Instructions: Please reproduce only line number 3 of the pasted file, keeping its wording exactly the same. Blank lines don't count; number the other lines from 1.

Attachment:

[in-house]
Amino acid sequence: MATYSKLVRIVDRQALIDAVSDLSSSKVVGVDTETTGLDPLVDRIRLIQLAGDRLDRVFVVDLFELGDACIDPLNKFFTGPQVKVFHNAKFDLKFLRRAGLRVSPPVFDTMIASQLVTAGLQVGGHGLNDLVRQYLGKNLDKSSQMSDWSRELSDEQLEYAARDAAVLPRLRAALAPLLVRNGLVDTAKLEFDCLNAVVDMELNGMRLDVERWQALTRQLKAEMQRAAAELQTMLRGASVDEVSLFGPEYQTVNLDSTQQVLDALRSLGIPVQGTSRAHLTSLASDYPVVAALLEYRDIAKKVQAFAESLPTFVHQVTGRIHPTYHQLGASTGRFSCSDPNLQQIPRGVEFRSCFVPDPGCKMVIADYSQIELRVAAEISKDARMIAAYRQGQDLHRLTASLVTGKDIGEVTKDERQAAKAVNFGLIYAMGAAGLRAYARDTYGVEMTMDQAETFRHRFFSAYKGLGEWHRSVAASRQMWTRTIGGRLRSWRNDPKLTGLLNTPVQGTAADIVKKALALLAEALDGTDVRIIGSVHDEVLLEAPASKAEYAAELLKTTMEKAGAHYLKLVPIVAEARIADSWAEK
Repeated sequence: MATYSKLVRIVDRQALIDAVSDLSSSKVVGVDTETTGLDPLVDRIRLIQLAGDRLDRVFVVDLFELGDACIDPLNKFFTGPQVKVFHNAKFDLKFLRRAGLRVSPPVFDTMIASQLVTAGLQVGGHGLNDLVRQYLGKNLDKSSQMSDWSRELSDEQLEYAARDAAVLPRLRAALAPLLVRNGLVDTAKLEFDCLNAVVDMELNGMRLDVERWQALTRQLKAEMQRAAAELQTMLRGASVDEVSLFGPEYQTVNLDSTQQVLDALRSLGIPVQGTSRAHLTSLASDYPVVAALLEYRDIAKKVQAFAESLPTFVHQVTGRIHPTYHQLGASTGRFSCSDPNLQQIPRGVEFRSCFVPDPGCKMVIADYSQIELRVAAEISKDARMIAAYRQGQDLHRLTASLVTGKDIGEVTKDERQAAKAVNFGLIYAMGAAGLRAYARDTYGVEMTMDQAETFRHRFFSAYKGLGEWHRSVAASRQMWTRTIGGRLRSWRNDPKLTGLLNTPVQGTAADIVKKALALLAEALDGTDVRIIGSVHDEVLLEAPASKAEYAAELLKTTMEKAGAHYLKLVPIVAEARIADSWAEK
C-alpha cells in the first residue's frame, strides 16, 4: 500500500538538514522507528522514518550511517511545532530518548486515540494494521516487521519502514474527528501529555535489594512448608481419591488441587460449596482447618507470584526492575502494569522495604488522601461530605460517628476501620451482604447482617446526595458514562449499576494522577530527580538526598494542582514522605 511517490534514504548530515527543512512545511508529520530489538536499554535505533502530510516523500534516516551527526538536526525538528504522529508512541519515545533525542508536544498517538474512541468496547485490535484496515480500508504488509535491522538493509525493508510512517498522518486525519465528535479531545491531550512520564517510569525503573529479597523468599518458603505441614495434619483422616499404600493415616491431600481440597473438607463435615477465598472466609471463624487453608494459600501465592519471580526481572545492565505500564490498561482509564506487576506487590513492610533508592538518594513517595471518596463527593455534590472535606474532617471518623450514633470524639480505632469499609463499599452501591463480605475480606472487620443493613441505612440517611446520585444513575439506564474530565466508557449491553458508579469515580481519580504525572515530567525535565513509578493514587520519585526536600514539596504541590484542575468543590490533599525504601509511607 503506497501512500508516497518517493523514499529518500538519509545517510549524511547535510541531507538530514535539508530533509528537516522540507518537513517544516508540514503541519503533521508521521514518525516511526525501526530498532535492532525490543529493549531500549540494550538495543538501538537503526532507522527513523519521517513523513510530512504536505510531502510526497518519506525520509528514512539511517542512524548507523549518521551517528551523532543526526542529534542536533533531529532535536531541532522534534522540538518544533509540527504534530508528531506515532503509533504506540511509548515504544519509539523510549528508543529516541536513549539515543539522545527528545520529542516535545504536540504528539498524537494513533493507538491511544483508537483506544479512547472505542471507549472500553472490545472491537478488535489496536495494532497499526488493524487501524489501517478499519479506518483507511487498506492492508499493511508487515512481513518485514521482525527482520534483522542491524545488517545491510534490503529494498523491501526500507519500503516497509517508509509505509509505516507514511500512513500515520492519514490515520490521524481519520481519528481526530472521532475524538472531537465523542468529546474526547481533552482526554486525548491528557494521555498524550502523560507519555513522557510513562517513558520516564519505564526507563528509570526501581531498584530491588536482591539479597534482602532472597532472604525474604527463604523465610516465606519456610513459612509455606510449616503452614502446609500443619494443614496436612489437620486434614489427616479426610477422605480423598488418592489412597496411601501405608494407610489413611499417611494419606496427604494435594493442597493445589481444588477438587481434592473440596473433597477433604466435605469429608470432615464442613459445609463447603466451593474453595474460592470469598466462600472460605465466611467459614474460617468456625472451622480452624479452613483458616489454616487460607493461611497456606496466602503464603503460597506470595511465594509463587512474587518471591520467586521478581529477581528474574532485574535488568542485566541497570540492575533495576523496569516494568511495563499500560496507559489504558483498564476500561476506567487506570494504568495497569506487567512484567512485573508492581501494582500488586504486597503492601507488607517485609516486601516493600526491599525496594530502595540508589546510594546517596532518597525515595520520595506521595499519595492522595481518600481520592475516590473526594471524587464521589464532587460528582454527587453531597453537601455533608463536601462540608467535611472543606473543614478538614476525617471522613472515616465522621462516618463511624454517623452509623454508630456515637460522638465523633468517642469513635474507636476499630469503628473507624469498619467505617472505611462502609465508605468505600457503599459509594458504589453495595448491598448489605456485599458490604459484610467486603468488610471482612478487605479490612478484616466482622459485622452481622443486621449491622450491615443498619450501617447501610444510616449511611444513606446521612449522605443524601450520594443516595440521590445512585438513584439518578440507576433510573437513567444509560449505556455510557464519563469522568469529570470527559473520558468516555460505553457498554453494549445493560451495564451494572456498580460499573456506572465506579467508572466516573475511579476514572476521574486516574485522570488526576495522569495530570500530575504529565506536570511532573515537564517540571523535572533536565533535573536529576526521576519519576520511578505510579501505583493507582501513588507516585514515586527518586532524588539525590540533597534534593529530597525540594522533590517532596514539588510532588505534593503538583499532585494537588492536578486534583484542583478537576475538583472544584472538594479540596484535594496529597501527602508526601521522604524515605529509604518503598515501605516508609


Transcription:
Repeated sequence: MATYSKLVRIVDRQALIDAVSDLSSSKVVGVDTETTGLDPLVDRIRLIQLAGDRLDRVFVVDLFELGDACIDPLNKFFTGPQVKVFHNAKFDLKFLRRAGLRVSPPVFDTMIASQLVTAGLQVGGHGLNDLVRQYLGKNLDKSSQMSDWSRELSDEQLEYAARDAAVLPRLRAALAPLLVRNGLVDTAKLEFDCLNAVVDMELNGMRLDVERWQALTRQLKAEMQRAAAELQTMLRGASVDEVSLFGPEYQTVNLDSTQQVLDALRSLGIPVQGTSRAHLTSLASDYPVVAALLEYRDIAKKVQAFAESLPTFVHQVTGRIHPTYHQLGASTGRFSCSDPNLQQIPRGVEFRSCFVPDPGCKMVIADYSQIELRVAAEISKDARMIAAYRQGQDLHRLTASLVTGKDIGEVTKDERQAAKAVNFGLIYAMGAAGLRAYARDTYGVEMTMDQAETFRHRFFSAYKGLGEWHRSVAASRQMWTRTIGGRLRSWRNDPKLTGLLNTPVQGTAADIVKKALALLAEALDGTDVRIIGSVHDEVLLEAPASKAEYAAELLKTTMEKAGAHYLKLVPIVAEARIADSWAEK